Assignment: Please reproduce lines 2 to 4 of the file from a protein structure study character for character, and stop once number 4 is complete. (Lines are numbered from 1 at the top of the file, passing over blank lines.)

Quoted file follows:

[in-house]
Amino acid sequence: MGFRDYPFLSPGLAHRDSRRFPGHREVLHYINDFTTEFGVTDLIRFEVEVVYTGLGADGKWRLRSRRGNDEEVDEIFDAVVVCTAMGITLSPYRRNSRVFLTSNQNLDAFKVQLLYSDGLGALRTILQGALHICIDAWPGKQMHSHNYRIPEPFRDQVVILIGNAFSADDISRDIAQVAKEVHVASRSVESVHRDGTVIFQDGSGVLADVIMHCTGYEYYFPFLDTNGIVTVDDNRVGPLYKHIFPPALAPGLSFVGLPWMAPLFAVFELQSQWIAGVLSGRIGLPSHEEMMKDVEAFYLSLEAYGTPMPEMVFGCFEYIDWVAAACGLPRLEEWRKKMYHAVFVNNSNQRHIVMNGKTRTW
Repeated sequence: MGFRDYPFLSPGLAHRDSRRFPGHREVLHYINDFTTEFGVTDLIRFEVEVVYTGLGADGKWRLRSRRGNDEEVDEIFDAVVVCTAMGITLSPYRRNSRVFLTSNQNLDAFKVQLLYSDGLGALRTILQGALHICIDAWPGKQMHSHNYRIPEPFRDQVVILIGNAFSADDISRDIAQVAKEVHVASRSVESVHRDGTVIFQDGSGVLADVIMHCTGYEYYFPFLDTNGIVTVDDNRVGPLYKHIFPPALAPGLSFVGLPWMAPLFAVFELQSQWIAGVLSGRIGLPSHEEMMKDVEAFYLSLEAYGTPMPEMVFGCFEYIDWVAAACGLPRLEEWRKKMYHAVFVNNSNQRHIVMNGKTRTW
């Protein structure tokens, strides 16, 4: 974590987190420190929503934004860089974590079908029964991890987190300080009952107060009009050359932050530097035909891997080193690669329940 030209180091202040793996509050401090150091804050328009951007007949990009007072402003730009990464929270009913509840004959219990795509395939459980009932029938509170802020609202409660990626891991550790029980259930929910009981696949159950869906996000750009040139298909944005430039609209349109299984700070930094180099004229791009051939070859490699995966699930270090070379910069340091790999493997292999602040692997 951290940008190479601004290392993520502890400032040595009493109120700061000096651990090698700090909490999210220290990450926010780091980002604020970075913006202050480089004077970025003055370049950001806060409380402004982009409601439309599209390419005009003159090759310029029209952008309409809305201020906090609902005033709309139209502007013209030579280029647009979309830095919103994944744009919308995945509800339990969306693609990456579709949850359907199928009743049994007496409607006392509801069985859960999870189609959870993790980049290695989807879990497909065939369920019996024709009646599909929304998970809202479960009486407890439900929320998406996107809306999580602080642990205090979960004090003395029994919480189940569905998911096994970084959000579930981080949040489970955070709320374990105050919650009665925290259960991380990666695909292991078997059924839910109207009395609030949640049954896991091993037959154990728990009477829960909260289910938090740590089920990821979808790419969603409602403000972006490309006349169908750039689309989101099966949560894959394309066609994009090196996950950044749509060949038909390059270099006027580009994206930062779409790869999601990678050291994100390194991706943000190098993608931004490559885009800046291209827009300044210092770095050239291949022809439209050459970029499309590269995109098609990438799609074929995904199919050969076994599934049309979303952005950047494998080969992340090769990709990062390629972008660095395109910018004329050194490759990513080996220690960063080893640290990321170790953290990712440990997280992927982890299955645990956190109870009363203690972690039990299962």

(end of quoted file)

Amino acid sequence: MGFRDYPFLSPGLAHRDSRRFPGHREVLHYINDFTTEFGVTDLIRFEVEVVYTGLGADGKWRLRSRRGNDEEVDEIFDAVVVCTAMGITLSPYRRNSRVFLTSNQNLDAFKVQLLYSDGLGALRTILQGALHICIDAWPGKQMHSHNYRIPEPFRDQVVILIGNAFSADDISRDIAQVAKEVHVASRSVESVHRDGTVIFQDGSGVLADVIMHCTGYEYYFPFLDTNGIVTVDDNRVGPLYKHIFPPALAPGLSFVGLPWMAPLFAVFELQSQWIAGVLSGRIGLPSHEEMMKDVEAFYLSLEAYGTPMPEMVFGCFEYIDWVAAACGLPRLEEWRKKMYHAVFVNNSNQRHIVMNGKTRTW
Repeated sequence: MGFRDYPFLSPGLAHRDSRRFPGHREVLHYINDFTTEFGVTDLIRFEVEVVYTGLGADGKWRLRSRRGNDEEVDEIFDAVVVCTAMGITLSPYRRNSRVFLTSNQNLDAFKVQLLYSDGLGALRTILQGALHICIDAWPGKQMHSHNYRIPEPFRDQVVILIGNAFSADDISRDIAQVAKEVHVASRSVESVHRDGTVIFQDGSGVLADVIMHCTGYEYYFPFLDTNGIVTVDDNRVGPLYKHIFPPALAPGLSFVGLPWMAPLFAVFELQSQWIAGVLSGRIGLPSHEEMMKDVEAFYLSLEAYGTPMPEMVFGCFEYIDWVAAACGLPRLEEWRKKMYHAVFVNNSNQRHIVMNGKTRTW
């Protein structure tokens, strides 16, 4: 974590987190420190929503934004860089974590079908029964991890987190300080009952107060009009050359932050530097035909891997080193690669329940 030209180091202040793996509050401090150091804050328009951007007949990009007072402003730009990464929270009913509840004959219990795509395939459980009932029938509170802020609202409660990626891991550790029980259930929910009981696949159950869906996000750009040139298909944005430039609209349109299984700070930094180099004229791009051939070859490699995966699930270090070379910069340091790999493997292999602040692997 951290940008190479601004290392993520502890400032040595009493109120700061000096651990090698700090909490999210220290990450926010780091980002604020970075913006202050480089004077970025003055370049950001806060409380402004982009409601439309599209390419005009003159090759310029029209952008309409809305201020906090609902005033709309139209502007013209030579280029647009979309830095919103994944744009919308995945509800339990969306693609990456579709949850359907199928009743049994007496409607006392509801069985859960999870189609959870993790980049290695989807879990497909065939369920019996024709009646599909929304998970809202479960009486407890439900929320998406996107809306999580602080642990205090979960004090003395029994919480189940569905998911096994970084959000579930981080949040489970955070709320374990105050919650009665925290259960991380990666695909292991078997059924839910109207009395609030949640049954896991091993037959154990728990009477829960909260289910938090740590089920990821979808790419969603409602403000972006490309006349169908750039689309989101099966949560894959394309066609994009090196996950950044749509060949038909390059270099006027580009994206930062779409790869999601990678050291994100390194991706943000190098993608931004490559885009800046291209827009300044210092770095050239291949022809439209050459970029499309590269995109098609990438799609074929995904199919050969076994599934049309979303952005950047494998080969992340090769990709990062390629972008660095395109910018004329050194490759990513080996220690960063080893640290990321170790953290990712440990997280992927982890299955645990956190109870009363203690972690039990299962």